Good morning Quartz readers!
WHAT TO WATCH FOR TODAY
The UN hashes out the fine print on the Paris climate agreement. Delegates will convene in Bonn, Germany for days of discussions over how to implement the UN pact, which was signed in 2015. The meeting marks the first of its kind since president Trump assumed office, and negotiators are concerned that the US will stage a pullout from the agreement.
Hedge fund giants convene to talk investing. William A. Ackman, David Einhorn, Jeffrey Gundlach, and other high-profile hedge fund managers will appear at the annual Sohn Investment Conference in Manhattan. Investors have unveiled bold bets at past events—in 2008 Einhorn attacked Lehman Brothers just before it went bankrupt, and in 2012 Ackman began his war against Herbalife in earnest.
Judges weigh Trump’s revised travel ban. The 4th US Circuit Court of Appeals in Virginia will consider the administration’s case for its executive order suspending visas for people from six predominantly Muslim countries. Normally only three judges consider such appeals at first; this case, however, will go straight to the full 15-judge bench.
OVER THE WEEKEND
Emmanuel Macron won the French presidency. A projected 66% of voters picked the 39-year-old centrist banker after a bruising second-round campaign against the far-right’s Marine Le Pen. While turnout was relatively low, the vote suggested that France isn’t yet ready to accept the populist, anti-EU sentiments rising elsewhere in Europe. But now what some call the “real election” begins: Macron must get enough seats for his fledgling party, En Marche!, in next month’s parliamentary vote, or else he’ll find it hard to govern.
Boko Haram released 82 kidnapped Chibok girls. Nigeria’s government said the girls were returned as part of a prisoner exchange brokered with the help of the Red Cross and the Swiss government. It’s the second such deal to be struck, but more than 100 girls remain missing after being kidnapped by the group in 2014.
North Korea detained another US citizen. The arrest of Kim Hak Song, a professor at the Pyongyang University of Science and Technology, for unspecified hostile acts on Saturday brings the number of Americans now being held in the country to four. It’s unclear if Kim’s arrest is related to the detention earlier last week of Kim Sang Dok, a Korean-American accounting professor teaching at the same university.
Jared Kushner’s sister wooed investors in China. At an event in Beijing, Nicole Kushner Meyer, sister of Trump advisor and son-in-law Jared Kushner, touted the EB-5 investment scheme that grants visas to individuals willing to invest over $500,000 in business endeavors, such as real-estate projects run by Kushner Companies.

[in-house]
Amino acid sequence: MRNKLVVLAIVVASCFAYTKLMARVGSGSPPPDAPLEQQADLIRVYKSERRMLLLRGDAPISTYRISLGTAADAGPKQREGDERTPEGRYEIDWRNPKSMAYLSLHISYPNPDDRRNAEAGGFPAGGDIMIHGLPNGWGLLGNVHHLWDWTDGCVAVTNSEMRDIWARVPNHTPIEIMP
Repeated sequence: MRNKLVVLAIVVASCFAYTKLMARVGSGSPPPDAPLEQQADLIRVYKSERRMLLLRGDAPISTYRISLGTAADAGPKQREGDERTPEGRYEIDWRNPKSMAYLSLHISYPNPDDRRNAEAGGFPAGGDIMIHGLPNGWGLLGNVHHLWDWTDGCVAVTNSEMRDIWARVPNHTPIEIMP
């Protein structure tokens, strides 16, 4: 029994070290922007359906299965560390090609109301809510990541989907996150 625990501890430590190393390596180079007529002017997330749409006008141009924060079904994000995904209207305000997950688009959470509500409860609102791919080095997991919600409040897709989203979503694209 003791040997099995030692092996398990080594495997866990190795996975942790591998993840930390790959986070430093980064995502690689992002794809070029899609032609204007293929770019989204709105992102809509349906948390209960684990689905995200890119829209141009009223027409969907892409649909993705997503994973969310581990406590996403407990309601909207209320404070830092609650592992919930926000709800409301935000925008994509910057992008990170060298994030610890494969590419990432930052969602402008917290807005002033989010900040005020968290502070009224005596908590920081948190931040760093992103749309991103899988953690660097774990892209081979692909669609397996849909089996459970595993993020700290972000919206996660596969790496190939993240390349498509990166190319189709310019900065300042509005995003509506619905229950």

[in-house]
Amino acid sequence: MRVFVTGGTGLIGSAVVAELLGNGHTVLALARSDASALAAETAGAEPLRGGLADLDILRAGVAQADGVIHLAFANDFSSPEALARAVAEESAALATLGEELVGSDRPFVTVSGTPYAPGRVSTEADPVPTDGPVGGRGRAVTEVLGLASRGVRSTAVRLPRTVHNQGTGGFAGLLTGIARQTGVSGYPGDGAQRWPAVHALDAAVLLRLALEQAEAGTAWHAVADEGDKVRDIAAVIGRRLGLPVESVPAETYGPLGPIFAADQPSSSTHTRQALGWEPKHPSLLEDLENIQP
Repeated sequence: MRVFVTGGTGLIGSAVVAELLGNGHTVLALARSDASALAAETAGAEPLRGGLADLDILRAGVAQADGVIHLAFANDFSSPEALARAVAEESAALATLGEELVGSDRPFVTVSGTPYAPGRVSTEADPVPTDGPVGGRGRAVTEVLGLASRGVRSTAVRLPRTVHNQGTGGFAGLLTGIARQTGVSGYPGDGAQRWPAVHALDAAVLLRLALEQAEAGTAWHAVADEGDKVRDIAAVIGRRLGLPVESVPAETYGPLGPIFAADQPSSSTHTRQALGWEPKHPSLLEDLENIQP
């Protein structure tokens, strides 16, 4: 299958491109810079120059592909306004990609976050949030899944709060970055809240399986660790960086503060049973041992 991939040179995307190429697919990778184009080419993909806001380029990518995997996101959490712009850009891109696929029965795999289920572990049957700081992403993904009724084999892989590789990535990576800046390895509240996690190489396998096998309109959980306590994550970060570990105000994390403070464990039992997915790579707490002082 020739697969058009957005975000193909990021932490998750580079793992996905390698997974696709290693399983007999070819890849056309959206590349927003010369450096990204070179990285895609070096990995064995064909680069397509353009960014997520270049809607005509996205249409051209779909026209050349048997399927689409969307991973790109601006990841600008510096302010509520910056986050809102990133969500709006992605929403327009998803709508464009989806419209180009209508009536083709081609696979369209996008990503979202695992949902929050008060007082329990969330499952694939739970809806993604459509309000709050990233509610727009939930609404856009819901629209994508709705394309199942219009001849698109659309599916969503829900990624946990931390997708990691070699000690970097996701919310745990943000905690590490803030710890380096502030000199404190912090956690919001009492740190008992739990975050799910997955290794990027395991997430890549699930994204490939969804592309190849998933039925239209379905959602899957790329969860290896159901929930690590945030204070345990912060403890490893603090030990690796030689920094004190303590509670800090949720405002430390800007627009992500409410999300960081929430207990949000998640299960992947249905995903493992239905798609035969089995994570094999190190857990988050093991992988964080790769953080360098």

Warren Buffett and Charlie Munger bestowed some wisdom.During a highly anticipated annual Q&A, Berkshire Hathaway’s CEO and vice chairman spoke about the pitfalls of capitalism, the benefits of AI, and plans for the company after Buffett’s death. Buffett also slammed Wells Fargo’s response to a fraud scandal; the bank responded that it agreed with him.
A runner almost cracked the elusive two-hour marathon time.Kenya’s Eliud Kipchoge missed the mark by just 25 seconds. His time, which was the fastest recorded marathon, won’t be counted as a world record due to the use of pacers.
QUARTZ OBSESSION INTERLUDE
Sarah Kessler on how algorithms are failing Facebook. “Facebook doesn’t just enable communication, but sets the boundaries and rules around it. And its influence—whether on culture, on elections, or on anything else beyond its own digital borders—means that those decisions impact us all, whether or not we use it.”Read more here.
MATTERS OF DEBATE
The 1917 Russian Revolution still matters. The overthrow of Russia’s tsars is a poignant reminder of how quickly things can change when people are unhappy.
Brown people are all the same to Westerners. Non-whites are still treated as a homogeneous “other” in real life and on screen.
Phishing emails will never stop duping people. Curiosity alwaysgets the better of humans.
A Vanuatuan tribe worships Prince Philip. Younanen villagers believe the recently retired 95-year-old royal is the son of a mountain god who can bestow blessings on citizens and crops.
The future of karaoke may be as a solo activity. Sometime you just need to belt it out alone.
A tiny Swedish village is a top-secret location for carmakers.They use Arjeplog, population 3,000, as a testing ground (paywall) for prototypes.
A record label is releasing albums that are almost impossible to play. The modified cassettes are a commentary on how easily accessible music has become.
Male cuttlefish have flashy fights over females. The battling cephalopods display stunning zebra motifs, tangle their arms and tentacles, and spray ink at each other.
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